At first blush, your problem would appear to concern the lack of index-use.
That's where I would begin my investigation. It might be painstaking, but
I would do something like this:
For each view
Look at the Join(s) and see what columns are being joined
Look at the tables and see what columns are being indexed
If any columns are not indexed that should be, create said index(es)
Of course, this process could be optimized by looking at the views in terms
of their frequency of use.
Finally, you didn't mention what sort of front end you're using. It's
possible that you might benefit by using stored procedures rather than
views. That switch would of course cost you some time invested in changing
the front end to pass explicit parameters.
Hope this helps,
On Thu, Dec 29, 2011 at 12:50 PM, Bruce Ferrell <bferrell@stripped>wrote:
> Hi all,
> I've got some semi-general questions on the topics in the title. What I'm
> looking for is more in the line of theory than query specifics. I am but a
> poor peasant boy.
> What I have is an application that makes heavy use of views. If I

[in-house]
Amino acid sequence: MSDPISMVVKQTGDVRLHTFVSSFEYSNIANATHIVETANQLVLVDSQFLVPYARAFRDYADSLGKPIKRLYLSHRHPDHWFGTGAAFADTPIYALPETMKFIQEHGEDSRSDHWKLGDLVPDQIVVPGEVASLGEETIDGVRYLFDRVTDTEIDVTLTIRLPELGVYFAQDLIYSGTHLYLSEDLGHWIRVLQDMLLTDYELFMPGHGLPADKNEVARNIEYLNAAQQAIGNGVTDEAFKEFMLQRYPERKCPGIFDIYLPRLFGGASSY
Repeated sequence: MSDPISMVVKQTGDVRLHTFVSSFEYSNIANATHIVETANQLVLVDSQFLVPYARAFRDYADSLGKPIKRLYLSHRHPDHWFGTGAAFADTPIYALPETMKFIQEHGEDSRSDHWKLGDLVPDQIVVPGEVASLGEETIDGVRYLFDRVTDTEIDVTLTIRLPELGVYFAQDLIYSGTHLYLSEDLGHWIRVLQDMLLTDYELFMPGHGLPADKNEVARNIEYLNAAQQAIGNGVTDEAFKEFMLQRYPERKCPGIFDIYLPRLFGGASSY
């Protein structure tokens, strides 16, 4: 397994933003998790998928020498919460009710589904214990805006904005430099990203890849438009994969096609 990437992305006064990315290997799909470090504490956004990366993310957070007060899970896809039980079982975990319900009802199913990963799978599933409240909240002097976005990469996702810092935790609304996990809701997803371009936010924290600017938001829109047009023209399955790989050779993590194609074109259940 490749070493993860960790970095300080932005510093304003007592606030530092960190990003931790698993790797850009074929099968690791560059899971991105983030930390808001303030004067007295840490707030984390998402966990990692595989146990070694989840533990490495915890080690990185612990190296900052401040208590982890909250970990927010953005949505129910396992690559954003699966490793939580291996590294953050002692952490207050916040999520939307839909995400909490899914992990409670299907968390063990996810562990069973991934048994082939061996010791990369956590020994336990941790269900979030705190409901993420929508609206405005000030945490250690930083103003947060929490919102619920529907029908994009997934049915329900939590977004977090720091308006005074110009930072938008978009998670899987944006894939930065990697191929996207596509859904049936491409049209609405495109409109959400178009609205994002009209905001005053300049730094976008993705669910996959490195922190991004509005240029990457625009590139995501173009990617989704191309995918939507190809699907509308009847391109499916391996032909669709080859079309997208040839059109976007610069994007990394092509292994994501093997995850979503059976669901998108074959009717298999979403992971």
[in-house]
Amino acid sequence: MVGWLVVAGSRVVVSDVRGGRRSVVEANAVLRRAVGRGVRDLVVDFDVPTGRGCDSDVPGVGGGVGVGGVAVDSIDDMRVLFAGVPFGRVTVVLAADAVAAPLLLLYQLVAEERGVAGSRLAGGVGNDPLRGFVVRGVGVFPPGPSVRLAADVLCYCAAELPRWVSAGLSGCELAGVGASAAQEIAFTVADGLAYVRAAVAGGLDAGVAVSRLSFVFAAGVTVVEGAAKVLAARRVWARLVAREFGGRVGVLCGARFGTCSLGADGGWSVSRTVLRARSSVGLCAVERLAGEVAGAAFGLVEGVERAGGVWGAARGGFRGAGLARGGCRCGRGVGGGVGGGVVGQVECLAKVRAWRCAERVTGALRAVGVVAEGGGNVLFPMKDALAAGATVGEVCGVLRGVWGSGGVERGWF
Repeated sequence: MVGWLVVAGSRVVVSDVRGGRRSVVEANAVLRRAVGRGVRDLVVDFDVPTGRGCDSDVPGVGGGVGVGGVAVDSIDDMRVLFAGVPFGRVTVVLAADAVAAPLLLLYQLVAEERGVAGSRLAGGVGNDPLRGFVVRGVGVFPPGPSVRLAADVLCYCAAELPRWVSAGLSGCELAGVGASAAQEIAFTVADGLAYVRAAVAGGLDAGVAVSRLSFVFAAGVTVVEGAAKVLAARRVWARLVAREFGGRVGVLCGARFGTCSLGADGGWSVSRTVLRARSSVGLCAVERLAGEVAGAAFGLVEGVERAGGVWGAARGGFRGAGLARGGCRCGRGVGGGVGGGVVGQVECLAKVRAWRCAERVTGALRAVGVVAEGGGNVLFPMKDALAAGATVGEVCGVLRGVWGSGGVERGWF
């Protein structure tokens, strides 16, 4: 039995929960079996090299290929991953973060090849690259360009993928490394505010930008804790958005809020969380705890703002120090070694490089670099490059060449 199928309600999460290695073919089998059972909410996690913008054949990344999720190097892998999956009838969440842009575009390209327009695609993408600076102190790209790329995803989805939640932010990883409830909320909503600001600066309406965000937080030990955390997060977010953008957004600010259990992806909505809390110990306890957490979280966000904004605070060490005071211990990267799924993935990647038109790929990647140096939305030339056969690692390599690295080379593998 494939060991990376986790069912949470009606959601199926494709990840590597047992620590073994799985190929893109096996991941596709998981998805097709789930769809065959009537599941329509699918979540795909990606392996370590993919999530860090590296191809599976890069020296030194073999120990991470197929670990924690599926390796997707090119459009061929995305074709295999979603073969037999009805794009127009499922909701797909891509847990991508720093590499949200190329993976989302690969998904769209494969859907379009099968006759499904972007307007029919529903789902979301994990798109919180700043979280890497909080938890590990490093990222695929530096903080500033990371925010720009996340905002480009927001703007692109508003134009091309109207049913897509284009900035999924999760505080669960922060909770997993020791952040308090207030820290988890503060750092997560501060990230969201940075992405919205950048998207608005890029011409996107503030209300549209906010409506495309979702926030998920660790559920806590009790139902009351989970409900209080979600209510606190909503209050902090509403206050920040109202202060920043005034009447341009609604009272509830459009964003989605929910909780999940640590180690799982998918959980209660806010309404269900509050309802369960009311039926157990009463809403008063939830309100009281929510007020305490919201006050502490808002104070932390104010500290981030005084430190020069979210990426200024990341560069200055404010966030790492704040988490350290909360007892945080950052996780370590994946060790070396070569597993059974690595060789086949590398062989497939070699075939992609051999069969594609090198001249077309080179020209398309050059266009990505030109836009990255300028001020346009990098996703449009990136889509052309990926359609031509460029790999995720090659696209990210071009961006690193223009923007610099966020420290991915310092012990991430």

> understand views correctly (and I may not), views are representations of
> queries themselves. The guy who wrote
> the app chose to do updates and joins against the views instead of against
> the underlying tables themselves.
> I've tuned to meet the gross memory requirements and mysqltuner.pl is
> saying that 45% of the joins are without indexes. With the slow query logs
> on and queries_without_indexes,
> I'm frequently seeing updates that often take more that 2 seconds to
> complete... Often MUCH longer (how does 157 seconds grab you?).
> So, with that background, what would you do next and is it possible this
> use of views, in this way is a significant contributor to the problem?
> Bruce Ferrell
Thirty spokes converge on a hub
but it's the emptiness
that makes a wheel work
-- from the Daodejing